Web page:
Hovering Body, Part 2

An update about the hovering body in my hallway, dear strangers.

(Read Part 1)

As I described in my earlier report, the body is nonphysical—I was able to reach my hand through his torso—and is pressed face-first against the ceiling, the way an ordinary body would lie facedown on a floor. Because he’s so close to the ceiling, I was initially unable to see his features.

My solution was to Sawzall a hole in the ceiling, cutting a circle around his head, so I could see him through the floor of the hallway above. This was messier and more challenging than expected, but after I cut a crude hole in the ceiling, I walked upstairs, coated in plaster dust, and finished the hole from the upper hallway.

It was psychologically difficult using a Sawzall in close proximity to what appeared to be a live human head. I was relieved to see that throughout the process, the man’s expression remained unperturbed. The sawdust and plaster drifted through his head to the hallway below, and I was left with a rough but sufficient portal.

The hovering man’s head was then visible eighteen inches below in the hole, separated from me by the joisted gap between the house’s two levels. The gap was dark. A flashlight would have been useless because he was non-corporeal; light would have simply passed through his head. Fortunately, he was faintly self-illuminating, and his pinkish-gray face glowed up at me with excellent clarity.

His eyes were open. They didn’t blink. He was bald and lacked stubble, eyebrows, and eyelashes, which gave his head and face an embryonic smoothness I found both repulsive and fascinatingly generic. I wondered why his hair had vanished in the afterlife.

As I had earlier suspected, he was silently mouthing words, and because he didn’t move his eyes left or right, his mysterious soliloquy seemed directed at me with unsettling intensity.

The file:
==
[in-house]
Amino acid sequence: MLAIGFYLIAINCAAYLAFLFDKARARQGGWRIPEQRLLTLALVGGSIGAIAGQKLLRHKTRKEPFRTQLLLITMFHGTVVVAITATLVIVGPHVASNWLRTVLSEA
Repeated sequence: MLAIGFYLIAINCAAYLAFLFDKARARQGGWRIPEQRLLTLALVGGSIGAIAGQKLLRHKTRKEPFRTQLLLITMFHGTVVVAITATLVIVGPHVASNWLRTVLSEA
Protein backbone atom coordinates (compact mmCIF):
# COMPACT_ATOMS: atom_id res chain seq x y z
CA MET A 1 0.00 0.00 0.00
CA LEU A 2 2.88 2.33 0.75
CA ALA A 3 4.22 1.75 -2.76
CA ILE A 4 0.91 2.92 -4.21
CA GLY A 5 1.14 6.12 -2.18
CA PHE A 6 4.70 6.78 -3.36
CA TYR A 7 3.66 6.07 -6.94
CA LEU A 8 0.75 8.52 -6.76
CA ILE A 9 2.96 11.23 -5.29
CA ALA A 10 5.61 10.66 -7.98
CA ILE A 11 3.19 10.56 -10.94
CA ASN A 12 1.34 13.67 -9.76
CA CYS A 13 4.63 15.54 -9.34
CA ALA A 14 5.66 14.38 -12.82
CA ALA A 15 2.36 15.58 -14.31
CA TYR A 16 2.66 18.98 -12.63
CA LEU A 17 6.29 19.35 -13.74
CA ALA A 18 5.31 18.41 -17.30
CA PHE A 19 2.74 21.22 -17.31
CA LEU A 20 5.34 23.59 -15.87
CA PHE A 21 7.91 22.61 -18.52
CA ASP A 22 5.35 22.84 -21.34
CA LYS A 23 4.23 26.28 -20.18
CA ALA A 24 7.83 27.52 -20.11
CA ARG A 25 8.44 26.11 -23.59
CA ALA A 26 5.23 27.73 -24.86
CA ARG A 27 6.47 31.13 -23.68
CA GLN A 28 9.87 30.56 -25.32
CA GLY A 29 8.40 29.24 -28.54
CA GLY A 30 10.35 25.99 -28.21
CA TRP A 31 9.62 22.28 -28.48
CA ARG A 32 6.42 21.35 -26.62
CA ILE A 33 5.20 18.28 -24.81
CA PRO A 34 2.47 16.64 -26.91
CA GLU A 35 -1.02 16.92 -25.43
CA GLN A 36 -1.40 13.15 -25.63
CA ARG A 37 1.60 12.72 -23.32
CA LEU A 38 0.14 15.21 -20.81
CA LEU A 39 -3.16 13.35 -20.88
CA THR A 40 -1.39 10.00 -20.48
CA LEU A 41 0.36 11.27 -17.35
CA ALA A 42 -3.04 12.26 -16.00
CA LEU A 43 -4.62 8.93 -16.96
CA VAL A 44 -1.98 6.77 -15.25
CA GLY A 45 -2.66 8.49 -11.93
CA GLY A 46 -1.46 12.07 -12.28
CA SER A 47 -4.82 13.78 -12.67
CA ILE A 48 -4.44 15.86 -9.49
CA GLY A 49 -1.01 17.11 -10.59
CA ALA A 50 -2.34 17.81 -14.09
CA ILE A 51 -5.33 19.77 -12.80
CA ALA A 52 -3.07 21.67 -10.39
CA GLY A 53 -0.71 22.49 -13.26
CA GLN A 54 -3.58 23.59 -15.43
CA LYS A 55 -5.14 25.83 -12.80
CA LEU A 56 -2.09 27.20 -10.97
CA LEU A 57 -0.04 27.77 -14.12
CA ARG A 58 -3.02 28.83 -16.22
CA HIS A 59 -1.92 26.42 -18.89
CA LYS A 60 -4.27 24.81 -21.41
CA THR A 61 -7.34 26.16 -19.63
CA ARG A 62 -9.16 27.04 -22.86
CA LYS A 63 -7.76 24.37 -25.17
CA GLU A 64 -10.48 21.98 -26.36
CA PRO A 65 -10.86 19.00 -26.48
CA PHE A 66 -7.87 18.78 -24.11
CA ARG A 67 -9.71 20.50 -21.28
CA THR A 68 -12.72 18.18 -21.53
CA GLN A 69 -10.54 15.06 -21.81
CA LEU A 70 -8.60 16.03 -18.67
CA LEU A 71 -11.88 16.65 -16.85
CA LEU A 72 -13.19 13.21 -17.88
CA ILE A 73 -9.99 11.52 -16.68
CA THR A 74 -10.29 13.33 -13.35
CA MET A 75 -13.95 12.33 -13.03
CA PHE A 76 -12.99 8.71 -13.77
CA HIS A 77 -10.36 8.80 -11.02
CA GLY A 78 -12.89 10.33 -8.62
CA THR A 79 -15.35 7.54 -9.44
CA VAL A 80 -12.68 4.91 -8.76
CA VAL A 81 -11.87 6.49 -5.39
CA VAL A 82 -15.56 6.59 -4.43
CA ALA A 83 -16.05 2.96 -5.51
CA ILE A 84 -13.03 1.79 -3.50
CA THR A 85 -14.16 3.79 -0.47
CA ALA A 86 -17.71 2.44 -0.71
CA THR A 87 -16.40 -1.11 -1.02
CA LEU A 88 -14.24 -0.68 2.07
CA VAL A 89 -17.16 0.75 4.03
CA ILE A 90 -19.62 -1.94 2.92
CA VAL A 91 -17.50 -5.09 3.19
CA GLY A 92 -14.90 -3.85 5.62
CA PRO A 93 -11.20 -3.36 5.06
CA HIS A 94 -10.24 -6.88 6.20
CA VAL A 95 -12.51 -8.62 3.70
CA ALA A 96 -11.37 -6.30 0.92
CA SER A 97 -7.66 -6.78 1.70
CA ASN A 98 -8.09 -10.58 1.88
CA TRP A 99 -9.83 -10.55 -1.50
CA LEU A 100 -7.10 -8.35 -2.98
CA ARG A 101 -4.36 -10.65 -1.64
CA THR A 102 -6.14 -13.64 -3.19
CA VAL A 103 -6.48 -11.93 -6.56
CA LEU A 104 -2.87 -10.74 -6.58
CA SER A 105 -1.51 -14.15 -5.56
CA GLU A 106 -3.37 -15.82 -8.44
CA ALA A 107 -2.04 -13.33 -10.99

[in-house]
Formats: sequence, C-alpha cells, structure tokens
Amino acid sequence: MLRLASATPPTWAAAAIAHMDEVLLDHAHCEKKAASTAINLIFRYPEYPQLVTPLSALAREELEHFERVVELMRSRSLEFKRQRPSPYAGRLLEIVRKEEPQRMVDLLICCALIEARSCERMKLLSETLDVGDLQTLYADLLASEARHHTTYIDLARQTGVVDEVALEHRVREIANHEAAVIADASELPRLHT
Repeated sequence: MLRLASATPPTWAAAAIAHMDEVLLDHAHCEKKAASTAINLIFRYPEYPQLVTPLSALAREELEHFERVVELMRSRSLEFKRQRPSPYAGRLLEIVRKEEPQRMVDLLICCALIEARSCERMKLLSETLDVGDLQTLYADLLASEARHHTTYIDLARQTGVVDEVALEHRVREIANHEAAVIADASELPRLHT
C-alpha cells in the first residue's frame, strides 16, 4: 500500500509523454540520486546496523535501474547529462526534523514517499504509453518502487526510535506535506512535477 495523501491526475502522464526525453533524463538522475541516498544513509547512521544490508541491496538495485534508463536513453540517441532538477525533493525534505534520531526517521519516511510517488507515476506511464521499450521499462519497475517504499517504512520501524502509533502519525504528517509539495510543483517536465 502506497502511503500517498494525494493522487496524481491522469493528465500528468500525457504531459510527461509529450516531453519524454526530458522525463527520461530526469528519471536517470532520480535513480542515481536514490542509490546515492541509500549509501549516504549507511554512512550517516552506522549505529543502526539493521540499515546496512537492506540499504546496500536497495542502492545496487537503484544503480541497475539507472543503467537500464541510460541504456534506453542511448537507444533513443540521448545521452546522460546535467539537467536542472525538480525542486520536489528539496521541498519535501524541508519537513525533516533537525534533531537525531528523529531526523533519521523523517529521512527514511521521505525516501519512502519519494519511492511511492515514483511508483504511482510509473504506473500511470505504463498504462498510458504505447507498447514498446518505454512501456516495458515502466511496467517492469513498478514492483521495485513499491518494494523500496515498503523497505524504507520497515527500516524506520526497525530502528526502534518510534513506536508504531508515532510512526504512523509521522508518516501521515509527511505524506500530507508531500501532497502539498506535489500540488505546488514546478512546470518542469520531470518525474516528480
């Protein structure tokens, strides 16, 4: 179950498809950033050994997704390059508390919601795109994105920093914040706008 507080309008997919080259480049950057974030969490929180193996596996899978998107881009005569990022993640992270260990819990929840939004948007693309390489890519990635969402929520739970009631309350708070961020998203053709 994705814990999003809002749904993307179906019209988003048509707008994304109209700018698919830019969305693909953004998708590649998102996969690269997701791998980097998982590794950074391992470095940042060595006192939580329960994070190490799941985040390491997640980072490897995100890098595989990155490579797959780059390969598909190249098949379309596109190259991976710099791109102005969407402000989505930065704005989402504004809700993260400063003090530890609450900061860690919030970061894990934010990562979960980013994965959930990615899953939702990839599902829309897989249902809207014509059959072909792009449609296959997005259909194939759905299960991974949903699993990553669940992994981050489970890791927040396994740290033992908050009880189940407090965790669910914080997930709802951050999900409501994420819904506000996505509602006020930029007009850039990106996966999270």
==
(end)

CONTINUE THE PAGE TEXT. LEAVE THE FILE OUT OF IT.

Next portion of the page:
I have little experience with lip-reading, but by emptying my mind and allowing instinct to guide me, I started to interpret some of what he said. After many minutes of watching, I recognized the pattern of his mouth’s movements and determined that he was speaking a single repeated sentence:

“I never told you what happened that night.”

I sat away from the hole, with my back against the wall, and pondered his words. To whom was he attempting to speak? What had happened on the night in question? Such answers were impossible to guess, but I imagined the man speaking to his lover, or his child, about an incident in darkness—a night of so much meaning in the story of their lives that he’d persisted after death in order to express it.

As I daydreamed various scenarios—a fatal accident, murder, betrayal, maybe a missed opportunity of necessary love—I began to absentmindedly stare upward. My eyes zeroed in on a strange protrusion in the ceiling.

I stood for a closer look and discovered it was a nose and upper lip. They were the same pinkish gray as the man’s spectral form below, and I realized I was looking at parts of a second hovering body, nearly all of which was hidden in the space between the ceiling and the crawl-space attic above…

Look Beyond,
William Rook

(Read Part 1 and Part 3)